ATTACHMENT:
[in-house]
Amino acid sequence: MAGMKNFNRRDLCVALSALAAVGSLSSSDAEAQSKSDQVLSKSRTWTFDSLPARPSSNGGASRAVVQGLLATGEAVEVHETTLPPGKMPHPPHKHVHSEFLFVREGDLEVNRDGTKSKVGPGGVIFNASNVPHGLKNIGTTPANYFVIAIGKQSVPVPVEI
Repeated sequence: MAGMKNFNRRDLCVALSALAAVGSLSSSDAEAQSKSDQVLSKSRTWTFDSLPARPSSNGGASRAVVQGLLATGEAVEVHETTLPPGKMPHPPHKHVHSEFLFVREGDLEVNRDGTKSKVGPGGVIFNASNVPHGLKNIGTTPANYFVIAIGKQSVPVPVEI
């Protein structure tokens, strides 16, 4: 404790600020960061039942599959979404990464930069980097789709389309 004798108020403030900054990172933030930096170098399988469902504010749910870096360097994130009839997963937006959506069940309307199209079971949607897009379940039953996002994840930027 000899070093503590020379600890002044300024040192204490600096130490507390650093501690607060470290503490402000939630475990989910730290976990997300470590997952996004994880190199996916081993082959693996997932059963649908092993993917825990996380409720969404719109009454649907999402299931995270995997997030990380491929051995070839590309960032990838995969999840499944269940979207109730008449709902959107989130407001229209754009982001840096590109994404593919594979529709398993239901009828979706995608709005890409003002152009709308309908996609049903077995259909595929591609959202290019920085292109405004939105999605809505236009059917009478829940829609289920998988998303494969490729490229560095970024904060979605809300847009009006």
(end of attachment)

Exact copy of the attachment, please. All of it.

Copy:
[in-house]
Amino acid sequence: MAGMKNFNRRDLCVALSALAAVGSLSSSDAEAQSKSDQVLSKSRTWTFDSLPARPSSNGGASRAVVQGLLATGEAVEVHETTLPPGKMPHPPHKHVHSEFLFVREGDLEVNRDGTKSKVGPGGVIFNASNVPHGLKNIGTTPANYFVIAIGKQSVPVPVEI
Repeated sequence: MAGMKNFNRRDLCVALSALAAVGSLSSSDAEAQSKSDQVLSKSRTWTFDSLPARPSSNGGASRAVVQGLLATGEAVEVHETTLPPGKMPHPPHKHVHSEFLFVREGDLEVNRDGTKSKVGPGGVIFNASNVPHGLKNIGTTPANYFVIAIGKQSVPVPVEI
């Protein structure tokens, strides 16, 4: 404790600020960061039942599959979404990464930069980097789709389309 004798108020403030900054990172933030930096170098399988469902504010749910870096360097994130009839997963937006959506069940309307199209079971949607897009379940039953996002994840930027 000899070093503590020379600890002044300024040192204490600096130490507390650093501690607060470290503490402000939630475990989910730290976990997300470590997952996004994880190199996916081993082959693996997932059963649908092993993917825990996380409720969404719109009454649907999402299931995270995997997030990380491929051995070839590309960032990838995969999840499944269940979207109730008449709902959107989130407001229209754009982001840096590109994404593919594979529709398993239901009828979706995608709005890409003002152009709308309908996609049903077995259909595929591609959202290019920085292109405004939105999605809505236009059917009478829940829609289920998988998303494969490729490229560095970024904060979605809300847009009006």